Roanoke Mayor Scooter Gierisch is none too pleased that voters cleared the way for liquor stores in the city, which straddles Denton and Tarrant counties.
"I don't think it's that positive a thing to happen in Roanoke," Gierisch said. "There are a lot of families here and a lot of churches as well. I had one call this morning right off the bat from an individual who was quite distraught at the result. I was pretty upset, too."
Voters on Tuesday approved the measure 52 percent to 48 percent.
The City Council will look at establishing areas where liquor stores will be allowed, Gierisch said.
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"We have to sit down as a council and determine whether that's what we want to do. You don't want to saturate the city and have one [package store] on every corner," he said.
He said some of the spots could be along Texas 114 and Texas 170, away from downtown, which has become a hot spot for diners, featuring popular restaurants such as Cowboy Chow and Babe's Chicken Dinner House.
Gierisch said he and other residents are concerned about the effect liquor stores could have on the community's hometown feel.
City Manager Jimmy Stathatos speculated that voters approved the proposition more for the convenience than for a perceived economic impact on the city, 95 percent of which is in Denton County.
"It won't be a major financial boon to the city, just another type of economic development we can attract," he said. "We're fortunate that we're attracting a lot of economic development projects."
Haltom City bond package
Voters in Haltom City rejected three of six bond propositions Tuesday, and Mayor Bill Lanford acknowledged that asking residents to approve $39.2 million in debt was too much.
"I thought all of [the propositions] were worthy, but $39 million may have been a little steep all in one bite for most of our citizens," Lanford said.
Here's what propositions passed:
Proposition 1, $12.2 million for street maintenance.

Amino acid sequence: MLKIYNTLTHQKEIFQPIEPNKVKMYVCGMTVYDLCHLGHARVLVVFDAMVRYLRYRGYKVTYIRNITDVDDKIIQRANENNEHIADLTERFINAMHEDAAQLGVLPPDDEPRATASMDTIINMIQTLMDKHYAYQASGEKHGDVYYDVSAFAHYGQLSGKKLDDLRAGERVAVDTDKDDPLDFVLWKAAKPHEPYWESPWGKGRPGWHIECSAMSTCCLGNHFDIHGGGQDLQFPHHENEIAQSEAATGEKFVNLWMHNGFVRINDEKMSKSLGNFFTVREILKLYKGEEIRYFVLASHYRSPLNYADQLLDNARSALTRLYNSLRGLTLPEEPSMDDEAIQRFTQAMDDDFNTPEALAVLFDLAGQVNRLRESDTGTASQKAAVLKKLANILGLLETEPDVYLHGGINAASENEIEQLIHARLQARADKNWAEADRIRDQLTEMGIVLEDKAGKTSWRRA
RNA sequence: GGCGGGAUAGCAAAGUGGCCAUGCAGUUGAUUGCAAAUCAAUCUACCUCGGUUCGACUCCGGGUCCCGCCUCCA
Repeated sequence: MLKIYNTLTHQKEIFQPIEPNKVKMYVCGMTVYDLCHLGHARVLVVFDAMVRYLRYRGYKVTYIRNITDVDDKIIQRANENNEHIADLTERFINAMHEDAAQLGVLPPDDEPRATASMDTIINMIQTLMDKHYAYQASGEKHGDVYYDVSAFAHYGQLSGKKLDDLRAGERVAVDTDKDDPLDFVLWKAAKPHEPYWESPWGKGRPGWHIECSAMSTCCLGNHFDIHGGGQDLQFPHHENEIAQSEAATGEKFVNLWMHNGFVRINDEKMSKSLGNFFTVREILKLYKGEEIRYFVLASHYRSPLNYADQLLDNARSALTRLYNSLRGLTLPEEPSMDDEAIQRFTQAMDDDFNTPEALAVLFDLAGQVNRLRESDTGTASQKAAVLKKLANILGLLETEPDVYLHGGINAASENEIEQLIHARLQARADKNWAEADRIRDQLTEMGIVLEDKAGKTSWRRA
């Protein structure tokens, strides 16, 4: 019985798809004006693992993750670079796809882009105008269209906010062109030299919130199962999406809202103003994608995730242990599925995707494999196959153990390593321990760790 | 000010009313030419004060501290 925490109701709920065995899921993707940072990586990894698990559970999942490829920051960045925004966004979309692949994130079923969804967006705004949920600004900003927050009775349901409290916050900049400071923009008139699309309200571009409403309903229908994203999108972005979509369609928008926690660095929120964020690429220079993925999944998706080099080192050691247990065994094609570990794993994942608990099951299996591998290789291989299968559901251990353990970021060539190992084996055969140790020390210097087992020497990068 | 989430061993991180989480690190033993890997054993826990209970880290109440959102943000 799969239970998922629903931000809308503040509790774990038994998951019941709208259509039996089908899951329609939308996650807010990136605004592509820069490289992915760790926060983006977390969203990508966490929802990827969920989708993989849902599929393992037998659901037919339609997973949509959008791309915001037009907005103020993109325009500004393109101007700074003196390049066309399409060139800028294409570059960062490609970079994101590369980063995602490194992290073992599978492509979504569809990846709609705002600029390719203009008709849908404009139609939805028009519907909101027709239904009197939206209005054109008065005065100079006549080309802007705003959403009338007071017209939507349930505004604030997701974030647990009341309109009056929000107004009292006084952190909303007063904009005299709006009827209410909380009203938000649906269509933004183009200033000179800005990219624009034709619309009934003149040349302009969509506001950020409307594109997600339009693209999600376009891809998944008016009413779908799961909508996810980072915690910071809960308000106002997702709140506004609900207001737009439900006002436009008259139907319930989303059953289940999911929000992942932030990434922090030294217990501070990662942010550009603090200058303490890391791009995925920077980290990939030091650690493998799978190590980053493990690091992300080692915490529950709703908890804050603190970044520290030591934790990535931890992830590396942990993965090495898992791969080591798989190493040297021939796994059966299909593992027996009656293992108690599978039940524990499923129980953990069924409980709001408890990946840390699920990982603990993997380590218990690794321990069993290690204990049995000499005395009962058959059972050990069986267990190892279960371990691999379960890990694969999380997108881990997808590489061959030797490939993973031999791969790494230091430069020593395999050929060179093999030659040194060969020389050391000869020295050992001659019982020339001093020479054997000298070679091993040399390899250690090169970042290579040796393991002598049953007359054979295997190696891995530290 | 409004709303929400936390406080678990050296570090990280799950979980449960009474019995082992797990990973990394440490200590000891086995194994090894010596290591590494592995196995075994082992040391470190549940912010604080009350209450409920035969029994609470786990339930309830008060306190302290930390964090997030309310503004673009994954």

Proposition 2, $3.7 million for a new fire station.
Proposition 6, $5.4 million for park improvements.
Failing propositions were:
Proposition 3, $8.5 million for a new law enforcement center.
Proposition 4, $6.4 million for a new city hall.
Proposition 5, $3 million for expanding and remodeling the recreation center.
Bond chairwoman Sharon Sherley-Mylius said she is "not disappointed in the outcome by any means. I feel the citizens were faced with a very difficult situation because of the economic climate and budget issues. They told the council what their priorities are right now."
Alvarado school bond
Alvarado school district voters rejected a $44 million bond proposal that included a new junior high school.
The package also had various upgrades, such as a new high school auditorium and an improved parking lot at the football stadium. The measure failed 55 percent to 45 percent, according to unofficial results from the district.
"Citizens have the right to vote whichever way they feel," Superintendent Chester Juroska said in a release. "That's one of the great things about our country. However, I am disappointed that our students in Alvarado will not have the same resources and opportunities as others in our area."
School officials said they will re-evaluate and try to better educate the public on the district's needs.
Weatherford voters approved all five proposed charter changes.
Proposition 1 increases council terms from two to three years.
Proposition 2 redefines offices of the city manager, city secretary, city attorney and the administrative departments.
Proposition 3 simplifies ordinance procedures and makes them comply with state law.
Proposition 4 replaces taxation article with a budget and finance article.
Proposition 5 simplifies and makes the charter language gender-neutral.
Cleburne sales tax
Cleburne officials were disappointed after voters rejected a proposition to levy a quarter-cent sales tax for street maintenance and repairs.
In unofficial returns, almost 60 percent of voters denied the proposition.
Mayor Justin Hewlett said Wednesday that the City Council called the election in early September, a day before the deadline to include the proposal on the ballot.
"I think it was the mood of the people that had something to do with it," Hewlett said. "There was a negative connotation because it involved a tax."
The council plans to discuss whether to call another sales tax election at its next meeting.
Staff writers Elizabeth Campbell and Eva-Marie Ayala contributed to this report.